For the avid photographer and amateur alike, the breathtaking wilds of the Arctic Circle present an exhilarating subject matter, from dramatic glaciers, to glimpses of the local wildlife. Truly a once-in-a-lifetime experience, Aurora Expeditions’ Arctic voyages present camera-toting travellers the chance to practise their skills in some of the most challenging, yet rewarding locations on Earth.
If you are planning on booking your place on board the Greg Mortimer or Sylvia Earle, here are a range of Arctic trips to choose from. Here is a taste of what you can look forward to when it comes to Arctic photography.
The mighty polar bear makes its home in the area around the Arctic Circle, near Greenland and the Svalbard archipelago of Norway. Their thick, insulating coat of fur helps to protect them from the harsh elements, but did you know it isn’t white? It is transparent, and reflects visible light, which helps to camouflage them in the ice and snow.
They typically feed on seals, nosing around breathing holes and more vulnerable ice to catch their prey. According to National Geographic, these sizeable creatures can weigh in anywhere from 410-720 kilograms and have no natural predators.
If you’re keen to capture polar bear in action, make sure you bring a good size zoom lens, preferably with optical stabilisation, so that you’re always prepared to grab that shot!
You might think that the Arctic landscape will be dominated by whites, greys and the blue of the sea, but you’ll also find surprising bursts of colour in the form of the tundra’s plant life. To make it in this rugged, unforgiving landscape, plants tend to have a shallow root system to account for the permafrost – according to the NASA Classroom of the Future, the active layer of soil only gets 50-90 ice-free days each year!
Keep your eyes peeled for Purple Saxifrage, a small cushion plant with star-shaped flowers that grows on rocky ground, as well as the Arctic Poppy, a single stem flower that can grow to 15 centimetres tall with a yellow, cup-shaped blossom that follows the sun.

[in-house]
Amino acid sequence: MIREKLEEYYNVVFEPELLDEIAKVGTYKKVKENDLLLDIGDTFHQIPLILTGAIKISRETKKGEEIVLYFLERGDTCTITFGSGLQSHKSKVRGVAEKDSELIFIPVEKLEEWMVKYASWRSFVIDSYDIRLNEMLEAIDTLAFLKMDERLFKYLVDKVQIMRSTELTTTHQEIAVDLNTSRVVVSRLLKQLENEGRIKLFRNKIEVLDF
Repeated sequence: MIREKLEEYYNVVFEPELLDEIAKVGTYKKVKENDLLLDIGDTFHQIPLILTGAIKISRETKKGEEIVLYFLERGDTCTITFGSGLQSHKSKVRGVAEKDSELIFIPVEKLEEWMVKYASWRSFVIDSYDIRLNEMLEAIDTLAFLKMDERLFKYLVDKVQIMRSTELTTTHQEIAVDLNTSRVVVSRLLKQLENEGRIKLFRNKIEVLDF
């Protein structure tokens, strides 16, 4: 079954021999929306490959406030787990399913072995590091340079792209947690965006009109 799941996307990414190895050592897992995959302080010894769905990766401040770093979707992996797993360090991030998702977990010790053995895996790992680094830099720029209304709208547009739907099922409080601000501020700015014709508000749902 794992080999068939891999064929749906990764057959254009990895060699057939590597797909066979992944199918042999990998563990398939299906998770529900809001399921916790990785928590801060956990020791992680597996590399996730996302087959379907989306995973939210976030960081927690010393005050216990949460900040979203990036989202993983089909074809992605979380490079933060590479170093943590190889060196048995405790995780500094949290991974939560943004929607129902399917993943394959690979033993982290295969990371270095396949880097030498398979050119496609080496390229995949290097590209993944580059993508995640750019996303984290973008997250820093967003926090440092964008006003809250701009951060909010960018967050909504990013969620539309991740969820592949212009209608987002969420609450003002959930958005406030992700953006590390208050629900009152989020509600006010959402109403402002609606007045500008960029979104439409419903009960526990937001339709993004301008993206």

Expect to redefine ‘ice’ as you know it, when the ship draws closer to Greenland and its icebergs. These gigantic ice structures can be found floating along the coastline, or anchored in the Ilulissat Icefjord.
The icebergs in this area originate from the Greenlandic ice cap, which itself consists of compacted snow dating back as long as 15,000 years ago, according to Visit Greenland. The site explains that while the smaller variety of iceberg appears to be no larger than a hut, the tallest rise up to a mind-boggling 15 storeys above sea level.
Due to the the bright and often highly reflective nature of photographing snow and ice, it might be a good idea to bring along a polarising filter to reduce glare when shooting with a DSLR. An ND (neutral density) filter can also be of use, helping to add some much-needed contrast to the scene.
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Don’t let the polar bears steal all the limelight – the Arctic is home to some incredible animals, great and small. For example, the small Arctic fox, is built to survive the brutal cold that can sink to around -50 degrees Celsius.
Like the polar bear, the Arctic fox uses its white colouring to blend into the snow. However, when the season changes, so does its coat, transforming into a brownish-grey hue to provide it with better camouflage.
In addition, there is always the furry Svalbard reindeer to encounter on the Norwegian archipelago, as well as the bearded seal, a solitary creature that can be found taking a break on an ice floe. You’ll notice these seals tend to lie on the edge of the ice, and always keep their heads facing down to the water in case they need to make a quick escape from predators!